Home > The Kind Worth Killing(6)

The Kind Worth Killing(6)
Peter Swanson

There were many peculiarities to Monk’s, including some unused solar panels that were smothered in ivy, a screening room with an old film projector, a wine cellar with a dirt floor, and a small kidney-shaped swimming pool in the backyard that was rarely cleaned. Over the years it had devolved back into a murky pond, its bottom and sides covered in algae, its surface constantly filmed in rotting leaves, its unused filter clogged with the bloated corpses of mice and squirrels. At the beginning of that particular summer, I had made an attempt to clean the half-filled pool myself, pulling off the mold-blackened tarp, finding a butterfly net that worked for skimming the leaves, then filling the pool from the hose over the course of one tepid June day. I asked my parents separately if they would pick up pool chemicals the next time they went shopping. My mother’s response: “I don’t want my darling daughter swimming around in a bunch of chemicals all summer.” My father promised to make a special trip to the store, but I watched the memory of the promise fade out of his eyes before we even finished the conversation.

I swam in the pool, anyway, for the first half of the summer, telling myself that at least I had it to myself. The water turned green, and the bottom and sides became slippery with dark algae. I pretended the pool really was a pond, deep in the woods, in a special place that only I knew about, and my friends were the turtles and the fish and the dragonflies. I swam at dusk, when the cricket whine was at its highest, nearly blocking out the sounds of parties starting up on the screened porch at the front of the house. It was on one of those dusk swims that I first noticed Chet, a beer bottle in his hand, watching me from the edge of the woods. “How’s the water?” he asked, when he realized he’d been spotted.

“It’s all right,” I said.

“I didn’t even know this pool was back here.” He stepped out of the woods and into the remaining light of the day. He wore a pair of white overalls that were spattered in paint. He sipped at his beer, foam clinging to his beard.

“No one uses it but me. My parents don’t like to swim.” I paddled in the deep end, glad that the water was green and cloudy, so that he couldn’t see me in my bathing suit.

“Maybe I’ll go swimming sometime. Would that be all right with you?”

“I don’t care. You can do what you want.”

He finished his beer in one long pull, making a popping sound when he pulled it away from his lips. “Man, what I really want is to paint this pool. And maybe you’d let me paint you in it. Would you let me do that?”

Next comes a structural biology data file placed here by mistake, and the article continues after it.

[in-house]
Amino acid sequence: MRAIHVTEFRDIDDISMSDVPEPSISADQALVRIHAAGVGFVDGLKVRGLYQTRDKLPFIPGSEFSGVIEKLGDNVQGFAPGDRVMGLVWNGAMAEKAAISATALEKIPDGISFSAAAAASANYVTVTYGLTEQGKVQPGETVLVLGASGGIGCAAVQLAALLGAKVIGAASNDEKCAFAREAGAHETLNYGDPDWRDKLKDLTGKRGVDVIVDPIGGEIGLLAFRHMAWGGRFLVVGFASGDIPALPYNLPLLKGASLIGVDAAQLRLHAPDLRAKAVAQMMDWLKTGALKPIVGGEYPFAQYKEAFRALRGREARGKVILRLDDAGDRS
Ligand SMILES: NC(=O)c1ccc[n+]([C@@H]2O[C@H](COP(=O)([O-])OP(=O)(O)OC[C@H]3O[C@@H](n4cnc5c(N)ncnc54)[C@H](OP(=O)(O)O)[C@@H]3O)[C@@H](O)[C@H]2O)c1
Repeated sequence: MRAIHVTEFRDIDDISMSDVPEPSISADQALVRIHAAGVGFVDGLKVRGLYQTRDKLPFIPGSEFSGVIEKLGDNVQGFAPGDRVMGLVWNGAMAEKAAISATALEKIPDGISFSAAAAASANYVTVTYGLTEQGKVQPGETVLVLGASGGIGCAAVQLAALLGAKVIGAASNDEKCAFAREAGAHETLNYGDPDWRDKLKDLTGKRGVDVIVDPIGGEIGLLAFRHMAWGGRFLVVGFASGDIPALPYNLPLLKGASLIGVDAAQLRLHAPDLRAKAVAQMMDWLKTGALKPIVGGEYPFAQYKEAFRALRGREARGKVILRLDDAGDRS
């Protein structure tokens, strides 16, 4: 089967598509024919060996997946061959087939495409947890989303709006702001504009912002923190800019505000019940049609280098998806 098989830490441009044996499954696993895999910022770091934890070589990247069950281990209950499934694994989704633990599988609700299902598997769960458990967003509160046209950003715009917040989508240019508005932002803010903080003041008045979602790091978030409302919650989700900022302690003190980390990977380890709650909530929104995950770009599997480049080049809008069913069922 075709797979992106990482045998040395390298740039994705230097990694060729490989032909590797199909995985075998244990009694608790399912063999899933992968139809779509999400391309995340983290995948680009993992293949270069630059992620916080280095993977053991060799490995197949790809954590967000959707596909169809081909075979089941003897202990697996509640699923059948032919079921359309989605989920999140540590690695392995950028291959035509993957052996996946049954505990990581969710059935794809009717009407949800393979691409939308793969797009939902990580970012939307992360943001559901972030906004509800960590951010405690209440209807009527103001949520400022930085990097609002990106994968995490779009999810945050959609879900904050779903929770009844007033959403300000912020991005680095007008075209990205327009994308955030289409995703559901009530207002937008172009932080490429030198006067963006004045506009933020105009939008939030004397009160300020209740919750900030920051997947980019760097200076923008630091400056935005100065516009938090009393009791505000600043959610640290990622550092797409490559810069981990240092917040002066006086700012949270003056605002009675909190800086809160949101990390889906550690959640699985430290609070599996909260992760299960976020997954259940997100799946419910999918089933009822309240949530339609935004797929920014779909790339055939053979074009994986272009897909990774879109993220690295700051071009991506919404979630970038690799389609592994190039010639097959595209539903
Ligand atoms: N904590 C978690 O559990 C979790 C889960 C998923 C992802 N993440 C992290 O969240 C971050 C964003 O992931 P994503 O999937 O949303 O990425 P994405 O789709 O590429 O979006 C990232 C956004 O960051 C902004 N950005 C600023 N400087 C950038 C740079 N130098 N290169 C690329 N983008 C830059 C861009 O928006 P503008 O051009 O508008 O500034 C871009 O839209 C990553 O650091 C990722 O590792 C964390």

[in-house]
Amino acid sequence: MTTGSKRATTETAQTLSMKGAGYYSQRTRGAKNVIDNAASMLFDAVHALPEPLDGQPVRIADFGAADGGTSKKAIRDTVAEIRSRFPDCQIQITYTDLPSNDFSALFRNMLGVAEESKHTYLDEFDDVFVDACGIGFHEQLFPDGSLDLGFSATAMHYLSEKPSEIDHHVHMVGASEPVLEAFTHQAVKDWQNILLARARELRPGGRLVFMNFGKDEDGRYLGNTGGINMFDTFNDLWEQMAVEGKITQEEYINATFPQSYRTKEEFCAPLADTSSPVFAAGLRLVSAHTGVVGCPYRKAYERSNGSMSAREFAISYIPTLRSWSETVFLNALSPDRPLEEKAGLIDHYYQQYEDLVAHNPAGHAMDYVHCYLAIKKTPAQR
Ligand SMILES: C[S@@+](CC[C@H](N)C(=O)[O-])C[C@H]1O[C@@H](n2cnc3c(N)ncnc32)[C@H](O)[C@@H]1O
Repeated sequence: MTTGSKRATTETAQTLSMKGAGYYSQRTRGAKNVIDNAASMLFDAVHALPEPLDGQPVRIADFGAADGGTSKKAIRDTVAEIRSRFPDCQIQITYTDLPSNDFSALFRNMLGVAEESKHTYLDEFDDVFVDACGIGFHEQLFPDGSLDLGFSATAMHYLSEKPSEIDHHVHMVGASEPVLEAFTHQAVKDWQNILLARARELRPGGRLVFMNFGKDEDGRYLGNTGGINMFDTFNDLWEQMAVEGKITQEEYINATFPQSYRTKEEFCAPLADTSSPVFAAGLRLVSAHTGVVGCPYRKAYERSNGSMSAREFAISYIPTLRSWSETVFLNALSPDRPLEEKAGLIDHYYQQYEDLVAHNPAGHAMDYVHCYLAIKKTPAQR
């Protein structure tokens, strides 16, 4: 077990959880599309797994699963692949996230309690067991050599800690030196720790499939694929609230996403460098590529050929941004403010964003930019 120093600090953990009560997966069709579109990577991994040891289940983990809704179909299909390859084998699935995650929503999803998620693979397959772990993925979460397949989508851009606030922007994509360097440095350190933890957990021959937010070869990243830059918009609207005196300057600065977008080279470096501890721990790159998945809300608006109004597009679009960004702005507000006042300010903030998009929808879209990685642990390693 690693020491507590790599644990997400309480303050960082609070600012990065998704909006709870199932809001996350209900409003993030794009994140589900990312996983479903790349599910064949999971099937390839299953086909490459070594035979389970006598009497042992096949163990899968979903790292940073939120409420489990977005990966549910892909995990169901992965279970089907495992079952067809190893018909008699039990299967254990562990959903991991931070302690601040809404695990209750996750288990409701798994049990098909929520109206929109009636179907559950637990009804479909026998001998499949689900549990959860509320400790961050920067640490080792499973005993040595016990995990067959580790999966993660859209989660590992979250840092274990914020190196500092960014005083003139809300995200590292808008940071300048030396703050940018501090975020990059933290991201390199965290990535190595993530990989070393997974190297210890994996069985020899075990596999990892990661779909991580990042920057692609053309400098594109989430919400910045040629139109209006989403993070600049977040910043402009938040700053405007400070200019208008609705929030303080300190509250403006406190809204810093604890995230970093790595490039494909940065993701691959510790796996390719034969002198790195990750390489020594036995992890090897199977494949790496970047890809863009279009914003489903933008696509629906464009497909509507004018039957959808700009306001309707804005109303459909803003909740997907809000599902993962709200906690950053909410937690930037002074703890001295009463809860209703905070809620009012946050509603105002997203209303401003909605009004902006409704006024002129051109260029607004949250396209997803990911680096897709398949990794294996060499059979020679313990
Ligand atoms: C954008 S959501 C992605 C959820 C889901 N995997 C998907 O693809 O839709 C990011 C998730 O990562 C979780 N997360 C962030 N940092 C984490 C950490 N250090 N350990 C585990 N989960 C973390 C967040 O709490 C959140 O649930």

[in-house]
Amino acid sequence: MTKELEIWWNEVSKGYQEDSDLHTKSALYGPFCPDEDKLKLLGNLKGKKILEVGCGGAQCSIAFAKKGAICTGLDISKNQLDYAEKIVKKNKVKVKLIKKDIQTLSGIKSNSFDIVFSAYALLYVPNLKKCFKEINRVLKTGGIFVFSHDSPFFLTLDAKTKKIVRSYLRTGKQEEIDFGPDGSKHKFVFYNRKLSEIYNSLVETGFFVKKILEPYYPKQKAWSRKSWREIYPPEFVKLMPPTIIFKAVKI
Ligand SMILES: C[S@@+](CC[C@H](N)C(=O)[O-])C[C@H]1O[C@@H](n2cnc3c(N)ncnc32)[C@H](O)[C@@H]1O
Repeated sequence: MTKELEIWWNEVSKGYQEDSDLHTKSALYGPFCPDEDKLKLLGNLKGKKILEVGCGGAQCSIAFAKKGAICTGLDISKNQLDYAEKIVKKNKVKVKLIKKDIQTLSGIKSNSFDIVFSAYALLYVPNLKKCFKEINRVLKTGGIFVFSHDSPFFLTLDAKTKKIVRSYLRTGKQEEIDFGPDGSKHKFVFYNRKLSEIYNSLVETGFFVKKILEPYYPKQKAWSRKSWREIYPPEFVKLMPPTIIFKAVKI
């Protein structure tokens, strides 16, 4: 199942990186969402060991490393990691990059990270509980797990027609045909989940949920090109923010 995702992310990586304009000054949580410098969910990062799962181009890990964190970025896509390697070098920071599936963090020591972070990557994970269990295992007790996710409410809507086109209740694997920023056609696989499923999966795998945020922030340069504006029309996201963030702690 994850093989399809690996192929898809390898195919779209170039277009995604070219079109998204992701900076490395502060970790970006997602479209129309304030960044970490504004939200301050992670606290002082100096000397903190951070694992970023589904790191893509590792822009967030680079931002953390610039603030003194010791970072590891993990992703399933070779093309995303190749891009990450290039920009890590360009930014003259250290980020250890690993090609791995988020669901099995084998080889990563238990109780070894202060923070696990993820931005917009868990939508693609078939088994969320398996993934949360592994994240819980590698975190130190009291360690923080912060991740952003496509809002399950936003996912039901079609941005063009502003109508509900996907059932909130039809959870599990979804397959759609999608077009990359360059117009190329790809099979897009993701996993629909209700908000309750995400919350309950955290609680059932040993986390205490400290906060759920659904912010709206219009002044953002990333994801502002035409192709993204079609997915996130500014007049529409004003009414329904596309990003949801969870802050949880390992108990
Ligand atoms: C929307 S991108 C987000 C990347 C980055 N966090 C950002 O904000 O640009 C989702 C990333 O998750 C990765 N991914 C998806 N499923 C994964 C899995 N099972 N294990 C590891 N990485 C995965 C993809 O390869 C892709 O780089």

“I don’t know,” I said. “What do you mean?”

He laughed. “Just like this, you in the pool, in this light. I would like to create a painting. I mostly do abstracts, but for this . . .” He trailed off, scratched at the inside of his thigh. After a pause, he asked, “Do you know how goddamn beautiful you are?”

“No.”

“You are. You’re a beautiful girl. I’m not supposed to say that to you because you’re young, but I’m a painter so it’s okay. I understand beauty, or at least I pretend to.” He laughed. “You’ll think about it?”

“I don’t know how much more swimming I’ll do. The water is kind of dirty.”

“Okay.” He looked into the woods behind me, slowly bobbing his head. “I need another beer. Can I get you something?” He was now holding the empty bottle upside down by his side, drips of beer falling onto the unmown grass. “I’ll get you a beer if you want one.”

“I don’t drink beer. I’m only thirteen.”

“Okay,” he said, and stood watching me for a while, waiting to see if I would get out of the water. His mouth hung open slightly, and he scratched again at the inside of his thigh. I stayed put, treading water, and spun so that I wasn’t facing him.

“Ophelia,” he said, almost to himself. Then, “Okay. Another beer.”

When he left I got out of the pool, knowing that I was done swimming for the summer, and hating Chet for wrecking my secret pond. I wrapped myself in the large beach towel I’d brought to the pool and ran through the house toward the bathroom nearest my room on the second floor. My chest hurt, as though the anger inside of me was a balloon, slowly inflating but never going to pop. In the bathroom with the rattling vent turned on and the shower going, I screamed repeatedly, using the nastiest words I knew. I was screaming because I was mad, but I was also screaming to keep myself from crying. It didn’t work. I sat on the tiled floor, and cried until my throat hurt. I was thinking of Chet—the scary way he looked at me—but I was also thinking of my parents. Why did they fill our home with strangers? Why did they only know sex maniacs? After showering, I went into my bedroom and looked at myself naked in the full-length mirror on the inside of my closet door. I’d known about sex for almost my entire life. One of my earliest memories was of my parents doing it on a large towel in the dunes on some beach vacation. I was three feet away, digging in the sand with a plastic trowel. I remember that my baby bottle was filled with warm apple juice.

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